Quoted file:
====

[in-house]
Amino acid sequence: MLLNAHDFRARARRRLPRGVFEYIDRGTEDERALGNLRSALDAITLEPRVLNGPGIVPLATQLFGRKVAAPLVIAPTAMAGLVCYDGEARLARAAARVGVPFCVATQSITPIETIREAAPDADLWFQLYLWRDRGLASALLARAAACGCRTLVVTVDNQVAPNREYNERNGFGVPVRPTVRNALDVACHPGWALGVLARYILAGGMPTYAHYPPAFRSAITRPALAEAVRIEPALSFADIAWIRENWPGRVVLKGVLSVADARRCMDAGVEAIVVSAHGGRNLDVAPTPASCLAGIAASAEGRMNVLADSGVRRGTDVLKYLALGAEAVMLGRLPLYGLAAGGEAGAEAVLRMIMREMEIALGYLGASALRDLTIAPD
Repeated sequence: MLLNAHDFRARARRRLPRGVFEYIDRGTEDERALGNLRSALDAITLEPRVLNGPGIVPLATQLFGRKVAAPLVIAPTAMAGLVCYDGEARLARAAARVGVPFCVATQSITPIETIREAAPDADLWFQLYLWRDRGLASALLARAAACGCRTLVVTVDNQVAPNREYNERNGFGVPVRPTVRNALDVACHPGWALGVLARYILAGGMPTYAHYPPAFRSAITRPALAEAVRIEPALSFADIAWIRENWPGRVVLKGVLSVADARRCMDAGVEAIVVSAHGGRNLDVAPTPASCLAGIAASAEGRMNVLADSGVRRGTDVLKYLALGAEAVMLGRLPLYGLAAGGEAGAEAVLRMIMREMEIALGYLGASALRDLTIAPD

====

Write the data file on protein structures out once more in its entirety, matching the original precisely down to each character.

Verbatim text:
[in-house]
Amino acid sequence: MLLNAHDFRARARRRLPRGVFEYIDRGTEDERALGNLRSALDAITLEPRVLNGPGIVPLATQLFGRKVAAPLVIAPTAMAGLVCYDGEARLARAAARVGVPFCVATQSITPIETIREAAPDADLWFQLYLWRDRGLASALLARAAACGCRTLVVTVDNQVAPNREYNERNGFGVPVRPTVRNALDVACHPGWALGVLARYILAGGMPTYAHYPPAFRSAITRPALAEAVRIEPALSFADIAWIRENWPGRVVLKGVLSVADARRCMDAGVEAIVVSAHGGRNLDVAPTPASCLAGIAASAEGRMNVLADSGVRRGTDVLKYLALGAEAVMLGRLPLYGLAAGGEAGAEAVLRMIMREMEIALGYLGASALRDLTIAPD
Repeated sequence: MLLNAHDFRARARRRLPRGVFEYIDRGTEDERALGNLRSALDAITLEPRVLNGPGIVPLATQLFGRKVAAPLVIAPTAMAGLVCYDGEARLARAAARVGVPFCVATQSITPIETIREAAPDADLWFQLYLWRDRGLASALLARAAACGCRTLVVTVDNQVAPNREYNERNGFGVPVRPTVRNALDVACHPGWALGVLARYILAGGMPTYAHYPPAFRSAITRPALAEAVRIEPALSFADIAWIRENWPGRVVLKGVLSVADARRCMDAGVEAIVVSAHGGRNLDVAPTPASCLAGIAASAEGRMNVLADSGVRRGTDVLKYLALGAEAVMLGRLPLYGLAAGGEAGAEAVLRMIMREMEIALGYLGASALRDLTIAPD